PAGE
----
ST. PETERSBURG, Fla. — ST. PETE, FLA.- On Monday, St. Petersburg Martin Luther King Jr. Parade organizers decided to continue a 35-year tradition in a nontraditional format.
This year, St. Petersburg’s MLK Celebration, which is one of the nation’s longest-running parades, was held virtually to help slow the spread of COVID-19.
It’s an event that typically brings thousands of people to downtown St. Petersburg, but event organizers decided instead of canceling the annual event like Lakeland and Plant City, or pushing it back like Tampa, to put together a video honoring Martin Luther King Jr’s impact on our community.
Quanette Feazell, who volunteers at the Advantage Village Academy and helped put the event together, says they wanted to still find a safe way to celebrate.
“We cannot go a year and not celebrate his work he put into the community in order for us to do what we’re doing today,” she explained.
State Senator Darryl Rouson said he was 7 years old when Dr. King died.
"Me and my sisters were watching TV with my grandmother who was babysitting us and what I remember is her crying, her screaming out in pain. After that I did a lot of research on Dr. King and actually memorized the 'I Have a Dream' speech and really found out how significant he was to my freedom, to my liberty and that of my community," said Darryl Rouson.
Yvette Lewis, President of the Hillsborough County branch of the NAACP, said people recognized Dr. King's legacy with a national day of service.
"It is a day on instead of a day off. It's a day of service which is great, but also pick up a book and educate yourself. The parades are wonderful, but after the parade, pick up a book and read a couple of chapters and understand what the Civil Rights movement was really about," said Yvette Lewis.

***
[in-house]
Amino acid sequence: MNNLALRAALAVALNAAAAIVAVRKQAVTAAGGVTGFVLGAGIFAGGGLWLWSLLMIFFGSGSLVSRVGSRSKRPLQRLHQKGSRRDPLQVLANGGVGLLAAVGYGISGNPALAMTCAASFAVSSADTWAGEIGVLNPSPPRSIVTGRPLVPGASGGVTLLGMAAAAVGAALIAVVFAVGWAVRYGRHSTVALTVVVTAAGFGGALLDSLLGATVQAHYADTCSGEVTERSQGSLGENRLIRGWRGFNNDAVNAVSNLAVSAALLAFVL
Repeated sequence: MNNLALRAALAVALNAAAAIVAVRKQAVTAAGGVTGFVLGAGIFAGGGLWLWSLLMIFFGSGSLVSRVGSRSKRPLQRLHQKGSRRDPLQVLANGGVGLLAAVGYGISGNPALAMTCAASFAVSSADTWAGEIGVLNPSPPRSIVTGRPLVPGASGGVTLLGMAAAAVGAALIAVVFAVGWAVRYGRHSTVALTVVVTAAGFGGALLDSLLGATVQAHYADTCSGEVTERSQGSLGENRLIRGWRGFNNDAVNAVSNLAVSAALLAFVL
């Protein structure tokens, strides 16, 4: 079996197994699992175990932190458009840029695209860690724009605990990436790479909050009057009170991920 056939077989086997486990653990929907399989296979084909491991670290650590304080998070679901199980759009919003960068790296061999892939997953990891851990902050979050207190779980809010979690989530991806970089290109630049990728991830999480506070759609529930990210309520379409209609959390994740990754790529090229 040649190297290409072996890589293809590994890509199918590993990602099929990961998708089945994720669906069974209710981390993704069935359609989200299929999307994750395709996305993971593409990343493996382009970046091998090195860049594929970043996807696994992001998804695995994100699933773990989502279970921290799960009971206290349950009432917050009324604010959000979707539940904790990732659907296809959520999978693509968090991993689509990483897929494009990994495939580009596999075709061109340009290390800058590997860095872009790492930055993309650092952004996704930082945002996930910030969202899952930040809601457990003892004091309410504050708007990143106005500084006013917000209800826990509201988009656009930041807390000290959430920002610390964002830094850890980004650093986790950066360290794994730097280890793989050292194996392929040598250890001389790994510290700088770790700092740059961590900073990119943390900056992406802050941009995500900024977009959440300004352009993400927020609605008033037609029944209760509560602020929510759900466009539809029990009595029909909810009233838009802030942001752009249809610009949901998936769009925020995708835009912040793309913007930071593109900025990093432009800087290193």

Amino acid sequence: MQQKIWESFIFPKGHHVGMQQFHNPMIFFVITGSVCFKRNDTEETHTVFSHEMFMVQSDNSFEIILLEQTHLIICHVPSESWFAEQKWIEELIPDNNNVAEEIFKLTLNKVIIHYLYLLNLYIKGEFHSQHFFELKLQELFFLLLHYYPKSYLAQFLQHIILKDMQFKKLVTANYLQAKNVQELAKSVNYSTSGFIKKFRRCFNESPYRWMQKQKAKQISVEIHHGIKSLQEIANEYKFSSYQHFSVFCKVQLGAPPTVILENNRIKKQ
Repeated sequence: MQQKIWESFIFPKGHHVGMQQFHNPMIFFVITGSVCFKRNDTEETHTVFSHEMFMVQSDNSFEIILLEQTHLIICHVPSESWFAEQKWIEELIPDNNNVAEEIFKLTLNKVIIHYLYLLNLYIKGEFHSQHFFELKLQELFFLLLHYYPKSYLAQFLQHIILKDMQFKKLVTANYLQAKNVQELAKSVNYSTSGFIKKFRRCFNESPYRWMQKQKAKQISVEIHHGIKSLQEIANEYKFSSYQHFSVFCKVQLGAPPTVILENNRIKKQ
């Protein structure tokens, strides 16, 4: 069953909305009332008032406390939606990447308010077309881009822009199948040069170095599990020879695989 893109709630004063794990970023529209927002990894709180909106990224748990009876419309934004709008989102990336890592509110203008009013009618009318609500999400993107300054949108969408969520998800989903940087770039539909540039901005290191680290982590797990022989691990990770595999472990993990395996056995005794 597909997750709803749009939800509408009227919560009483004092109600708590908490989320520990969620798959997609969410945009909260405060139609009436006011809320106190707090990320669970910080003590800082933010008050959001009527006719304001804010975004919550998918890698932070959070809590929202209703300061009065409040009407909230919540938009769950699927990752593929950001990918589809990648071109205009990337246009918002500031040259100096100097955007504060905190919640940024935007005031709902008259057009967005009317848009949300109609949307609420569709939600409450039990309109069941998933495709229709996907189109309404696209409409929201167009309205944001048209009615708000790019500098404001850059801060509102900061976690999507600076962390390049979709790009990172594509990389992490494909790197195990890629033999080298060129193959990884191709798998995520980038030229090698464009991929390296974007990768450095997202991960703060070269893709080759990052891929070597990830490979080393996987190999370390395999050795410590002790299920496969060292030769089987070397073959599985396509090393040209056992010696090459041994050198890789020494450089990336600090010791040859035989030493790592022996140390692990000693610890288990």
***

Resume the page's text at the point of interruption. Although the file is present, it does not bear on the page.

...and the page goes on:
Pop-up celebrations helped smaller groups come together to honor King’s life and legacy.
Eric Atwater, the owner of Atwater’s BBQ and Soul Food, says it’s not about the parade, but the lessons King instilled in all of us to move forward, even following a year where racial tensions and a global pandemic took center stage.
“It’s a time where people can come together, put your mask on and love one another. White people, black people, poor people, rich people. Everybody working together, getting along and that’s what it’s all about," Atwater said.
Despite not having a parade for small businesses to sell their goods, vendor Brandie McClary says she’s already looking forward to next year and hopefully the return of all the fanfare.
“Right now is rough times for a lot of people but we gotta stay positive and make the best of what we’re dealt,” she said with positivity.